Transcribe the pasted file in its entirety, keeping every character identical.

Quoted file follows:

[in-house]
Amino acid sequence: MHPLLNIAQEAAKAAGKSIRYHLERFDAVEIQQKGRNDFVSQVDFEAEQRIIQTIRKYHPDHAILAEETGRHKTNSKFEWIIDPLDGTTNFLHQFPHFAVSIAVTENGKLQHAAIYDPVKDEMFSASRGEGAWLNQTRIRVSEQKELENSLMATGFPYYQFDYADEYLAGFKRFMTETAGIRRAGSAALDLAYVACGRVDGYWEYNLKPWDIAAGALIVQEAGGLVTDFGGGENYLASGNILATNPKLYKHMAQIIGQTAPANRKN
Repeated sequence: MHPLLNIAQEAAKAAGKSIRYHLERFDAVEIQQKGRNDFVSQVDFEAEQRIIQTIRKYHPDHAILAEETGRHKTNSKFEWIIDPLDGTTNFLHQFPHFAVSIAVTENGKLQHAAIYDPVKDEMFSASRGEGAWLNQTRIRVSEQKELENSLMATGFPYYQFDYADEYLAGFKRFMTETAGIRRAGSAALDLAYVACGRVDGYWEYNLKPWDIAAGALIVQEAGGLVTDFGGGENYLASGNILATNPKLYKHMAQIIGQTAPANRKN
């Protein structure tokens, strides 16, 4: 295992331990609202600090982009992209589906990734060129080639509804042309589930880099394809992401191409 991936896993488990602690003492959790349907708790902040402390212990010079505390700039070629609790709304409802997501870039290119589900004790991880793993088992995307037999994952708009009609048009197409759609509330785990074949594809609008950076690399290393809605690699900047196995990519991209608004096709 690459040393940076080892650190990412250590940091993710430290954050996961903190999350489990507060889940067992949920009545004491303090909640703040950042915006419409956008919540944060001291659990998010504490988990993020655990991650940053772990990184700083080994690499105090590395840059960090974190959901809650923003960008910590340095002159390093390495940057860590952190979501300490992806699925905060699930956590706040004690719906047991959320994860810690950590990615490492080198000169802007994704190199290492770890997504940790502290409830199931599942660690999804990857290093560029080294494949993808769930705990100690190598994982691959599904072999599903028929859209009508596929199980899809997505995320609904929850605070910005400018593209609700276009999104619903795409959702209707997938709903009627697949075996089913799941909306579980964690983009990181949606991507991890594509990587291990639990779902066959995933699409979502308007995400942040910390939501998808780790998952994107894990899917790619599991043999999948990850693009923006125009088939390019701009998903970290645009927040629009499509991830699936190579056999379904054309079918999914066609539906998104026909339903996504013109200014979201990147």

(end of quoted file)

[in-house]
Amino acid sequence: MHPLLNIAQEAAKAAGKSIRYHLERFDAVEIQQKGRNDFVSQVDFEAEQRIIQTIRKYHPDHAILAEETGRHKTNSKFEWIIDPLDGTTNFLHQFPHFAVSIAVTENGKLQHAAIYDPVKDEMFSASRGEGAWLNQTRIRVSEQKELENSLMATGFPYYQFDYADEYLAGFKRFMTETAGIRRAGSAALDLAYVACGRVDGYWEYNLKPWDIAAGALIVQEAGGLVTDFGGGENYLASGNILATNPKLYKHMAQIIGQTAPANRKN
Repeated sequence: MHPLLNIAQEAAKAAGKSIRYHLERFDAVEIQQKGRNDFVSQVDFEAEQRIIQTIRKYHPDHAILAEETGRHKTNSKFEWIIDPLDGTTNFLHQFPHFAVSIAVTENGKLQHAAIYDPVKDEMFSASRGEGAWLNQTRIRVSEQKELENSLMATGFPYYQFDYADEYLAGFKRFMTETAGIRRAGSAALDLAYVACGRVDGYWEYNLKPWDIAAGALIVQEAGGLVTDFGGGENYLASGNILATNPKLYKHMAQIIGQTAPANRKN
């Protein structure tokens, strides 16, 4: 295992331990609202600090982009992209589906990734060129080639509804042309589930880099394809992401191409 991936896993488990602690003492959790349907708790902040402390212990010079505390700039070629609790709304409802997501870039290119589900004790991880793993088992995307037999994952708009009609048009197409759609509330785990074949594809609008950076690399290393809605690699900047196995990519991209608004096709 690459040393940076080892650190990412250590940091993710430290954050996961903190999350489990507060889940067992949920009545004491303090909640703040950042915006419409956008919540944060001291659990998010504490988990993020655990991650940053772990990184700083080994690499105090590395840059960090974190959901809650923003960008910590340095002159390093390495940057860590952190979501300490992806699925905060699930956590706040004690719906047991959320994860810690950590990615490492080198000169802007994704190199290492770890997504940790502290409830199931599942660690999804990857290093560029080294494949993808769930705990100690190598994982691959599904072999599903028929859209009508596929199980899809997505995320609904929850605070910005400018593209609700276009999104619903795409959702209707997938709903009627697949075996089913799941909306579980964690983009990181949606991507991890594509990587291990639990779902066959995933699409979502308007995400942040910390939501998808780790998952994107894990899917790619599991043999999948990850693009923006125009088939390019701009998903970290645009927040629009499509991830699936190579056999379904054309079918999914066609539906998104026909339903996504013109200014979201990147």